At our 3 pm meeting, we discussed security matters: the wisdom or folly of carrying arms in our rigs. One creative alternative highlighted was a flare pistol, which is legal and yet menacing. Two clever, simple and cheap battery-operated alarms were demonstrated, which scream hysterically when an intruder nears. (available at Home Depot)

Common sense is the best defense. All in all, it seems that, apart from an occasional theft, security of person and property is a very small problem in this lifestyle. Being mobile, we simply move away from threatening places.

Dealing with Authority

We agreed that challenging authority directly is bad strategy. It’s best to be friendly and comply to extract yourself from a potentially expensive situation. Cops have touchy egos. Macho resistance is a fool’s game.

However, an unreasonable fear of an encounter can deprive one of lots of wonderful parking places. It is, in fact, easier to get forgiveness than permission.

One codger shared his most extreme strategy to stay a night just about anywhere: "Take off a wheel and hide it."

Amusing Yourself

Not much of a problem for codgers, it seems. Most of us have interests to pursue. Reading was most popular. Computering was common, likewise sightseeing, hiking, biking, birding, talking, and musical pursuits. No surprises here!

Dealing with the Blues

This question was posed to the group and very good antidotes recommended: Wait it out or come out of yourself and do something for someone else.

Money Saving Ideas

Grocery outlets, senior centers (cheap meals), grazing at Costco, joining social clubs like Moose and Elks, thrift stores, etc.

King of Kodgers

A dental emergency hurried me off to Mexico after 3 meetings. Jim Jaillet stepped in and led the rendezvous to its completion. He phoned me in Yuma to inform me that I had been elected King of Kodgers. I’m humbled by this honor and I pledge to govern no one; to lead no one, except in the sense that Walt Whitman proclaimed:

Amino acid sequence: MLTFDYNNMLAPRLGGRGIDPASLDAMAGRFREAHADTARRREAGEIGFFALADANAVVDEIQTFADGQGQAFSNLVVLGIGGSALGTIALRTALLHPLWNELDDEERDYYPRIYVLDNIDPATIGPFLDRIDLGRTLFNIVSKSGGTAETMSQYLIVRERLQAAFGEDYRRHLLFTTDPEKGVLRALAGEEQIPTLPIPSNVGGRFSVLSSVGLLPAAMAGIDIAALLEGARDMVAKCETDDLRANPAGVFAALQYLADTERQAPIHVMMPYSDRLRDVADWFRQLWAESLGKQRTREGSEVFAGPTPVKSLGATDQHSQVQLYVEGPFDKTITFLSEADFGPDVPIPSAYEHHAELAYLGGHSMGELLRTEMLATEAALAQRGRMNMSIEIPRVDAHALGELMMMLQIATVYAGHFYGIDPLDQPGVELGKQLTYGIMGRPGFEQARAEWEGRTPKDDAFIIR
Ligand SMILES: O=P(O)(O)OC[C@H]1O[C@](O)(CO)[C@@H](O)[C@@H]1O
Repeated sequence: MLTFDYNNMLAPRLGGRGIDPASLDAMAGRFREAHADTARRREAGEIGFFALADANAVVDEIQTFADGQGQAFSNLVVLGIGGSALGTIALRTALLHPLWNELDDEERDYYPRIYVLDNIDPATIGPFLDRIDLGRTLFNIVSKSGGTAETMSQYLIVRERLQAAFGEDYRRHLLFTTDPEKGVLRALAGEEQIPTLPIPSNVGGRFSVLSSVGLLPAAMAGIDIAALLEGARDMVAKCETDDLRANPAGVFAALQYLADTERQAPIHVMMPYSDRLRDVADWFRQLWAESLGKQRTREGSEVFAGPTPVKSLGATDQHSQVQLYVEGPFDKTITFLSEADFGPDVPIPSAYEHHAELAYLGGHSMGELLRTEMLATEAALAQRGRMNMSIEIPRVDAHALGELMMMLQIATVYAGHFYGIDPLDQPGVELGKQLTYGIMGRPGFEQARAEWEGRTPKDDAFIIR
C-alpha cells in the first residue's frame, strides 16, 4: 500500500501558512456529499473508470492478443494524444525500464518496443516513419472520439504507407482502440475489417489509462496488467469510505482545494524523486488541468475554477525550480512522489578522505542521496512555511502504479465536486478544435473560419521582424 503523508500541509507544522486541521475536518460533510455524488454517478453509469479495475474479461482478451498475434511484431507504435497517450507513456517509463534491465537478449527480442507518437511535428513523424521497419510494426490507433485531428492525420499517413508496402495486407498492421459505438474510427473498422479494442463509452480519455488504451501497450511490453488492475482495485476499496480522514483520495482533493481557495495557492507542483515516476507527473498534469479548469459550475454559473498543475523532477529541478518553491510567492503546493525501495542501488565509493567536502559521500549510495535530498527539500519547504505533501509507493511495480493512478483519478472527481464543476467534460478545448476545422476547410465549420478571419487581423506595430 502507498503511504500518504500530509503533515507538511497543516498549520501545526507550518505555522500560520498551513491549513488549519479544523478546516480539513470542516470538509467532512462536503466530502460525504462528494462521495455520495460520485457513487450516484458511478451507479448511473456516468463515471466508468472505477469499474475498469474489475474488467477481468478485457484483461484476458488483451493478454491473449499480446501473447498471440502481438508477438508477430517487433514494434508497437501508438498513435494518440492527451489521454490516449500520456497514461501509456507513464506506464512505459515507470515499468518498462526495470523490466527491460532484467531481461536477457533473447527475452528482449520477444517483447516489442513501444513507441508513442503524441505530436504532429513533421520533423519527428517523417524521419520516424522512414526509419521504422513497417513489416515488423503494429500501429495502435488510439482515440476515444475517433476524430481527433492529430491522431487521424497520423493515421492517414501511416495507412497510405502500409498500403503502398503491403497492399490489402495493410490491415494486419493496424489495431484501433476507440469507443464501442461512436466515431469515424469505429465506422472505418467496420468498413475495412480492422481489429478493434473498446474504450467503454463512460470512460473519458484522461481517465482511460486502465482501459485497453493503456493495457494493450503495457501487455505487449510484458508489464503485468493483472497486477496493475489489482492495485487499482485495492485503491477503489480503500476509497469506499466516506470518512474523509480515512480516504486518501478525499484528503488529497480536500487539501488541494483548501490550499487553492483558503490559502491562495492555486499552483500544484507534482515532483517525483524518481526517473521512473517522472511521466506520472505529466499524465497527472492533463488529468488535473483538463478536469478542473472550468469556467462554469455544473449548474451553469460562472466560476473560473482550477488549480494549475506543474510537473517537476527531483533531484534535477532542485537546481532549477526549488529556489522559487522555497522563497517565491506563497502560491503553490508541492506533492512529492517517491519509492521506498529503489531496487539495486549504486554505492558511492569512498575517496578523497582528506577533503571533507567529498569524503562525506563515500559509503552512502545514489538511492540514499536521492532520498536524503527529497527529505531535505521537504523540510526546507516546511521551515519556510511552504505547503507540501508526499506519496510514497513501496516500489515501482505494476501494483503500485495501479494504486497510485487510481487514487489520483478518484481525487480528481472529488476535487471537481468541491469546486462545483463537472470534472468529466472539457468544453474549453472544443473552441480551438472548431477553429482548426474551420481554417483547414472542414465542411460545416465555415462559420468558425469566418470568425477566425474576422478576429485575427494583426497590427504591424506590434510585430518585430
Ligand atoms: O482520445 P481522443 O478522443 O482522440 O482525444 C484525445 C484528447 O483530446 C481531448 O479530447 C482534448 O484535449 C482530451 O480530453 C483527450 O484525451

"Each man and woman of you I lead upon a knoll;
My left hand hooks you round the waist,
My right hand points to landscapes of continents, and a plain public road.
Not I, not anyone else can travel that road for you.
You must travel it for yourself.
It is not is within reach.
Perhaps you have been on it since you were born and did not know,
Perhaps it is everywhere on water and on land.
Shoulder your duds and I will mine, and let us hasten forth;
Wonderful cities and free nations we shall fetch as we go.
If you tire, give me both burdens, and rest your hand on my hip,
And in due time you shall repay the same service for me;
For after we start, we never lie by again.
Long enough have you dreamed contemptible dreams.
Now I wash the gum from your eyes;
You must habit yourself to the dazzle of the light and
of every moment of your life.
Long have you waded timidly by the shore, holding on to a plank.
Now I will you to be a bold swimmer,
To jump off in the midst of the sea, and rise again and
nod to me and shout, and laughingly dash with your hair."

Friday, November 24, 2006

Rendezvous Update

Folks are gathering. Many have signaled their intentions and offered good suggestions.

Directions: From Niland, CA, go east 3 miles into the Slabs. Look for a sign "Mobile Codgers Rendezvous" at LOW Road. Go right to it's end, then turn left, and look for us. (From Niland east, the roads are a bit dippy, so go easy.)

Our first get-together will be at 4 pm Monday.

I have compiled a list of subjects from which, at the group's discretion, we will discuss, including useful gadgets, mobile technology, camping strategy, security, money saving and earning tips, amusements, adventures, etc. Those who are willing will show off their adaptations.